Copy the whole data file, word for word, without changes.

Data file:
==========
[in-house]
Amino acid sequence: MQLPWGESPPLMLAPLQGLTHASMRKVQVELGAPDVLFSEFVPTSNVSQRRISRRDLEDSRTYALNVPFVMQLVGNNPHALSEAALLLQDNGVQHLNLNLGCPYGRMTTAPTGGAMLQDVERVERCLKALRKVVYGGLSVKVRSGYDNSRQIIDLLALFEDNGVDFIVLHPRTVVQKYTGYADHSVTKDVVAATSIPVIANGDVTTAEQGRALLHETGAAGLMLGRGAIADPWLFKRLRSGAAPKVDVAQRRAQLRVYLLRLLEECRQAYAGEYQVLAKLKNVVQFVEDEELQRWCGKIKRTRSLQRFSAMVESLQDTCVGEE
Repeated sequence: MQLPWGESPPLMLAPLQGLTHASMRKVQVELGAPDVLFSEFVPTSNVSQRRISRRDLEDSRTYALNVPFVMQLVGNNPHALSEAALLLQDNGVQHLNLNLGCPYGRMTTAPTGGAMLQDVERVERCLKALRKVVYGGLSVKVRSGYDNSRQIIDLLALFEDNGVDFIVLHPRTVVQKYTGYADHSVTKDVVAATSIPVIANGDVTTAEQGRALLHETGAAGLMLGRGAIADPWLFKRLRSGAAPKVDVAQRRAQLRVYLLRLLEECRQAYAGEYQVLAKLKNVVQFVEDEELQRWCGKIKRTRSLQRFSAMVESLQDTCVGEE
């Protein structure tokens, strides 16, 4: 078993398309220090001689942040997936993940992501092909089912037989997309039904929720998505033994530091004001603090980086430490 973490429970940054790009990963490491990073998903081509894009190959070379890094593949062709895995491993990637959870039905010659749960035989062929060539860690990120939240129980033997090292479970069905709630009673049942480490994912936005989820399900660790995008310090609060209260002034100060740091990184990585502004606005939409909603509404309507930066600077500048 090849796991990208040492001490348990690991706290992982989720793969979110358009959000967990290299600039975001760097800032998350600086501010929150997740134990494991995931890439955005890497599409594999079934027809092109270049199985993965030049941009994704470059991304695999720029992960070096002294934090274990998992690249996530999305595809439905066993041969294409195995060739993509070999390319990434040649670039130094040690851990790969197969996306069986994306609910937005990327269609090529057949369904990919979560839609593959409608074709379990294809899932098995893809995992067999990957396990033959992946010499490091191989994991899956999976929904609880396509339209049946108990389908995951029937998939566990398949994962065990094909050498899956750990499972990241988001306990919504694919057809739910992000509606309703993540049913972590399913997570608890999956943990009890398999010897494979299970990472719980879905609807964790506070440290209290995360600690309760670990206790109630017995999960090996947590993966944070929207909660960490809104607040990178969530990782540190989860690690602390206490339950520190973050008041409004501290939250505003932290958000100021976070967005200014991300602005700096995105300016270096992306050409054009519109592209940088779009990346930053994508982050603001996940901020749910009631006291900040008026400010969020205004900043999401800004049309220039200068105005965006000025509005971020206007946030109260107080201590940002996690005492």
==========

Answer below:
[in-house]
Amino acid sequence: MQLPWGESPPLMLAPLQGLTHASMRKVQVELGAPDVLFSEFVPTSNVSQRRISRRDLEDSRTYALNVPFVMQLVGNNPHALSEAALLLQDNGVQHLNLNLGCPYGRMTTAPTGGAMLQDVERVERCLKALRKVVYGGLSVKVRSGYDNSRQIIDLLALFEDNGVDFIVLHPRTVVQKYTGYADHSVTKDVVAATSIPVIANGDVTTAEQGRALLHETGAAGLMLGRGAIADPWLFKRLRSGAAPKVDVAQRRAQLRVYLLRLLEECRQAYAGEYQVLAKLKNVVQFVEDEELQRWCGKIKRTRSLQRFSAMVESLQDTCVGEE
Repeated sequence: MQLPWGESPPLMLAPLQGLTHASMRKVQVELGAPDVLFSEFVPTSNVSQRRISRRDLEDSRTYALNVPFVMQLVGNNPHALSEAALLLQDNGVQHLNLNLGCPYGRMTTAPTGGAMLQDVERVERCLKALRKVVYGGLSVKVRSGYDNSRQIIDLLALFEDNGVDFIVLHPRTVVQKYTGYADHSVTKDVVAATSIPVIANGDVTTAEQGRALLHETGAAGLMLGRGAIADPWLFKRLRSGAAPKVDVAQRRAQLRVYLLRLLEECRQAYAGEYQVLAKLKNVVQFVEDEELQRWCGKIKRTRSLQRFSAMVESLQDTCVGEE
């Protein structure tokens, strides 16, 4: 078993398309220090001689942040997936993940992501092909089912037989997309039904929720998505033994530091004001603090980086430490 973490429970940054790009990963490491990073998903081509894009190959070379890094593949062709895995491993990637959870039905010659749960035989062929060539860690990120939240129980033997090292479970069905709630009673049942480490994912936005989820399900660790995008310090609060209260002034100060740091990184990585502004606005939409909603509404309507930066600077500048 090849796991990208040492001490348990690991706290992982989720793969979110358009959000967990290299600039975001760097800032998350600086501010929150997740134990494991995931890439955005890497599409594999079934027809092109270049199985993965030049941009994704470059991304695999720029992960070096002294934090274990998992690249996530999305595809439905066993041969294409195995060739993509070999390319990434040649670039130094040690851990790969197969996306069986994306609910937005990327269609090529057949369904990919979560839609593959409608074709379990294809899932098995893809995992067999990957396990033959992946010499490091191989994991899956999976929904609880396509339209049946108990389908995951029937998939566990398949994962065990094909050498899956750990499972990241988001306990919504694919057809739910992000509606309703993540049913972590399913997570608890999956943990009890398999010897494979299970990472719980879905609807964790506070440290209290995360600690309760670990206790109630017995999960090996947590993966944070929207909660960490809104607040990178969530990782540190989860690690602390206490339950520190973050008041409004501290939250505003932290958000100021976070967005200014991300602005700096995105300016270096992306050409054009519109592209940088779009990346930053994508982050603001996940901020749910009631006291900040008026400010969020205004900043999401800004049309220039200068105005965006000025509005971020206007946030109260107080201590940002996690005492």